Back in the days when interest rates were high, the biggest hurdle to buying property was actually paying off the loan. Deposits were easier to save because your cash was boosted by those same high rates. So, saving a 20 per cent deposit on a $100,000 property didn’t take long, but paying it off could take 30 years!

These days, super low interest rates mean servicing a loan is the easiest part. But saving a 20% deposit, plus stamp duty costs when there are returns of less than 1% interest on the cash you have in the bank is much more difficult.

And this is basically why property investors have been dominating first home buyers at the affordable end of the market in recent years. They have equity ready to use as a deposit while the first home buyers are stuck trying to save money.

So how do I do it?

First things first, talk to the experts. Zinger Finance has a team that specialises in helping people build big property portfolios by using smart financing strategies and regularly pulling equity out of their assets.

Zinger can organise a valuation on your existing property. If, like most real estate in Australia, it has increased in value since its purchase or last valuation, you will have made some equity.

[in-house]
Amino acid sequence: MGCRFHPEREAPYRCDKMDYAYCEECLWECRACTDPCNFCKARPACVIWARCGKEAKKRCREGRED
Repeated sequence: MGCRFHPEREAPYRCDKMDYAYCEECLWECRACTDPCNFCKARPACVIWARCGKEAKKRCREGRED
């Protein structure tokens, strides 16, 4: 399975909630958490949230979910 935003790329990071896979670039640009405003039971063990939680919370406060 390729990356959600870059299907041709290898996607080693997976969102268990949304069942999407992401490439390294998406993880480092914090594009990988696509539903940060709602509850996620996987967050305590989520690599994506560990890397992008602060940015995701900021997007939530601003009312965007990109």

But you can’t use it all. Say for example, you have $200,000 equity on a property, the bank won’t let you use the full amount to invest because it would be exposed to too much risk if there was a dip in values for your existing property, or new property.

Instead, they will allow you to access a portion of it. Usually around 80% of your existing property’s current value minus the debt still owing.

So, in the case of that example property at the beginning of this article; if it’s now worth $350,000 and you owe $190,000, your overall equity is $160,000.

But your useable equity might be $280,000 (80% of $350,000) minus $190,000. That leaves you $90,000 to invest with.

The Zinger difference

A lot of mortgage brokers set you up with loan products where you are locked in and unable to refinance for a certain period of time (usually years). This ensures they receive their full commission from the lender.

But Zinger Finance aren’t like your typical mortgage brokerage. They’re a team of Mortgage Strategist. It was founded to cater to property investors looking to build big property portfolios and one of the ways to do so is to ensure you have the flexibility to revalue and refinance as often as you need to.

Zinger’s team of strategists can help you get your properties valued and revalued regularly to unlock all the useable equity you need, at the right time to help you reach your property investment goals.

Reach out